A variety of systems have been developed for stabilizing images as viewed through binoculars. The most common is simply placing the binoculars on a tripod. Unfortunately, a tripod can be both bulky and take time to set up. Moreover, the use of a tripod also limits the operator's ability to freely move around looking at different objects from different places, since the tripod must be re-setup each time it is moved to a different location on the ground.
 Alternative binocular image stabilization systems have been developed. Unfortunately, such systems tend to rely upon complex expensive electronics, or additional internal mirrors.
 The present invention provides a stabilizer for an optical instrument, comprising: a forehead mount; and a mechanism for connecting the forehead mount to the optical instrument. In preferred aspects, the optical instrument is a pair of binoculars, however, the present invention is not so limited. For example, the present invention may also be used to stabilize cameras, or any other hand-held optical instrument. In preferred aspects, the present stabilizer operates by reducing the relative motion between the operator's eyes and the eyepieces of the optical instrument.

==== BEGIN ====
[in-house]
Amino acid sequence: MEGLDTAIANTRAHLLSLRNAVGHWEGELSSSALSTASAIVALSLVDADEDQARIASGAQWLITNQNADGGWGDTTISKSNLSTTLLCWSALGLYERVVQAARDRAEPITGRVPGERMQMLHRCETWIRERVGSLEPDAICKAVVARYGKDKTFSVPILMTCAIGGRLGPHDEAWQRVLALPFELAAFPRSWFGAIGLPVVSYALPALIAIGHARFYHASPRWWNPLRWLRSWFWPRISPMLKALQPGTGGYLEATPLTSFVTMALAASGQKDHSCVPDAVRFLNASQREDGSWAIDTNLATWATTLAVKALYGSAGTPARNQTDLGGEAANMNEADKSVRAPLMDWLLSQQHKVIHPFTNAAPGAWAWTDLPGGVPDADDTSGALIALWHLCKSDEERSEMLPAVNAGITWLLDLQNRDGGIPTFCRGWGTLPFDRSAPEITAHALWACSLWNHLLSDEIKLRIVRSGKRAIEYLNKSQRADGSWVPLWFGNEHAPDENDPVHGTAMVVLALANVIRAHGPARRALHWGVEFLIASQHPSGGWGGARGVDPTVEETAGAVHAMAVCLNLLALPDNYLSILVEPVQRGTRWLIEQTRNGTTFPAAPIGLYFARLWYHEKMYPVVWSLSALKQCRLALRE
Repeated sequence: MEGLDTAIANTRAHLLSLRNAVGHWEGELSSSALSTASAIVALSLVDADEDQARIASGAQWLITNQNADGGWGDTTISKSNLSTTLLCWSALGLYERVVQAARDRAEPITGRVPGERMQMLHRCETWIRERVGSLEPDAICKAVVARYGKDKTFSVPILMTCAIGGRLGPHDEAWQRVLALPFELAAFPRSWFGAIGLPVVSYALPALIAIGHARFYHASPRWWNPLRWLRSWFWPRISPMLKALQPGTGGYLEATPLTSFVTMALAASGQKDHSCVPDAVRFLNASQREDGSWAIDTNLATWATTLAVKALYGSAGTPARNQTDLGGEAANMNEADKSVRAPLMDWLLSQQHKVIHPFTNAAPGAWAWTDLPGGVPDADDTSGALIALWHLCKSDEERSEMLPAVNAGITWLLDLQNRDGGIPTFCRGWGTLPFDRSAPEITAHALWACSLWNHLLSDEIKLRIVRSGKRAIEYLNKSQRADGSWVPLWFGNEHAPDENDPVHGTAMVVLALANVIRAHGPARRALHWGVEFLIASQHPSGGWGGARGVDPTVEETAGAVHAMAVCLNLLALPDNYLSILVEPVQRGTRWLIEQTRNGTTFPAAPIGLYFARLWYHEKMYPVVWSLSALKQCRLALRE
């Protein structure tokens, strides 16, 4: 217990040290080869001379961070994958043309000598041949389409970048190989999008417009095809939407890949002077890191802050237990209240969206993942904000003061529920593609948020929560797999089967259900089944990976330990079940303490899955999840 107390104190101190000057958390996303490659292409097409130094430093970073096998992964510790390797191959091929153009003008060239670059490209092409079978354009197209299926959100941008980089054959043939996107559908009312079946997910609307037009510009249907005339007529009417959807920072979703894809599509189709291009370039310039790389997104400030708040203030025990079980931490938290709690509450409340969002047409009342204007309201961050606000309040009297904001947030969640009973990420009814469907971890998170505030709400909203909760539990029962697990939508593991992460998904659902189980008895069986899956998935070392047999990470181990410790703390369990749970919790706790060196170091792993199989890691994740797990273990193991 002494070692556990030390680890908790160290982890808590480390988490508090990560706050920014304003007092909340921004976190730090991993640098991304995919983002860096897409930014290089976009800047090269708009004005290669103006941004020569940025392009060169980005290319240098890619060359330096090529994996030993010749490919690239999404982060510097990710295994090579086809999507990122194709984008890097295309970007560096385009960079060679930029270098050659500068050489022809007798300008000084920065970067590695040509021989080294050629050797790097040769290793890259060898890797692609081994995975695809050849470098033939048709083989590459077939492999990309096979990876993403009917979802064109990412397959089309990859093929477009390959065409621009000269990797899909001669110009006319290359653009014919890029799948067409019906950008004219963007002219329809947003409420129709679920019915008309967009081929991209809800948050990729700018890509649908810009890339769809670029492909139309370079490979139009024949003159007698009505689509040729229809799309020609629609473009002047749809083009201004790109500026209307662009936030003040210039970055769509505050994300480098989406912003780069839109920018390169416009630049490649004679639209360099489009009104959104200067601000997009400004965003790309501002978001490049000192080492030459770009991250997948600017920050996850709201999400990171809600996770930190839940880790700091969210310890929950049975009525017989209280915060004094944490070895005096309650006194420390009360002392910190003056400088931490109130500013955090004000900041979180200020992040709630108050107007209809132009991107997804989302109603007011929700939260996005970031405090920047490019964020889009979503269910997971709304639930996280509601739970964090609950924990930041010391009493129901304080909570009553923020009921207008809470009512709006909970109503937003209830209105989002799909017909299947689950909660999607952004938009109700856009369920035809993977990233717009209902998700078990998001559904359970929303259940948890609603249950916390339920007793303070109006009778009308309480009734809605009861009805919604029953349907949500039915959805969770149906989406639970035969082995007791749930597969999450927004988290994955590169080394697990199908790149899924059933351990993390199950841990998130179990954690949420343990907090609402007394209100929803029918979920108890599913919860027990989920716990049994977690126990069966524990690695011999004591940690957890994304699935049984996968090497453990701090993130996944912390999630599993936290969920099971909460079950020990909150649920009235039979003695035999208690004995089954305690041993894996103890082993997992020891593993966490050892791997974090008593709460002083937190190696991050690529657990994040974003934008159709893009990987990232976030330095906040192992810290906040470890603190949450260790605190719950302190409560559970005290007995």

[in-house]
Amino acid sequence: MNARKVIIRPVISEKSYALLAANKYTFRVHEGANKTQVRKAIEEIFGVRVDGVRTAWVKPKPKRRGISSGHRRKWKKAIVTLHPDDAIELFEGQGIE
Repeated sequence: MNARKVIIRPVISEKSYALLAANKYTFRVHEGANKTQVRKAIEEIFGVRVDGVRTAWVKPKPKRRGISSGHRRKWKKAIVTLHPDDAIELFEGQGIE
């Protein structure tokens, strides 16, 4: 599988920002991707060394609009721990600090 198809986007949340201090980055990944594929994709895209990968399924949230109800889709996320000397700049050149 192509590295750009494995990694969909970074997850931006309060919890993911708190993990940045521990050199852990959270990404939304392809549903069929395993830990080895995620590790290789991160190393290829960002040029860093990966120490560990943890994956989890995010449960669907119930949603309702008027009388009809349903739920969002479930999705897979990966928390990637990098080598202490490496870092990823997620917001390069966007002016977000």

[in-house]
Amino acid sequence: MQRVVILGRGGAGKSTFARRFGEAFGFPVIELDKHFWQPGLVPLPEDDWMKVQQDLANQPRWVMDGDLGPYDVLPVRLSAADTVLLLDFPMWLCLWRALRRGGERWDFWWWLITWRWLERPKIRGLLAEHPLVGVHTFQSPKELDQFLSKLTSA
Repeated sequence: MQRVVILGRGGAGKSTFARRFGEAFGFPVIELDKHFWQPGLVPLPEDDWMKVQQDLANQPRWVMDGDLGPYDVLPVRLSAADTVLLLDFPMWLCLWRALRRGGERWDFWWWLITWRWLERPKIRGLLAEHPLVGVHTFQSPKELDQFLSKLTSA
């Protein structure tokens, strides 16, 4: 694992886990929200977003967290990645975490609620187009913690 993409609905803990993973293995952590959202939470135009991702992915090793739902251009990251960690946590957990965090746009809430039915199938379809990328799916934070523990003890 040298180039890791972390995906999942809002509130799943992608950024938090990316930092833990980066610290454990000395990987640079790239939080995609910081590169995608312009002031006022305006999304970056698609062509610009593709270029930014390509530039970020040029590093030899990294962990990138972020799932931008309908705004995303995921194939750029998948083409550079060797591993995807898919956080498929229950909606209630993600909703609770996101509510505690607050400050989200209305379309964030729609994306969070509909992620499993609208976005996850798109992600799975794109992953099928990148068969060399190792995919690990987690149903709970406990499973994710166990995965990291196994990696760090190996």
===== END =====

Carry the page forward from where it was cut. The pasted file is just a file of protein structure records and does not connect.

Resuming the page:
In optional preferred aspects, the mechanism for connecting the forehead mount to the optical instrument comprises: a bracket adapted for attachment to the optical instrument; and a support between the forehead mount and the bracket. The support is preferably adjustable such that the distance between the forehead mount and the bracket can be varied. More generally, in its various alternate embodiments, the present stabilizer is adjustable such that the distance between the operator's eyes and the optical instrument's eyepieces is adjustable. Most preferably, the present stabilizer positions the forehead mount such that an observer's eyes are about 10 mm to 25 mm from the eyepieces of the binoculars.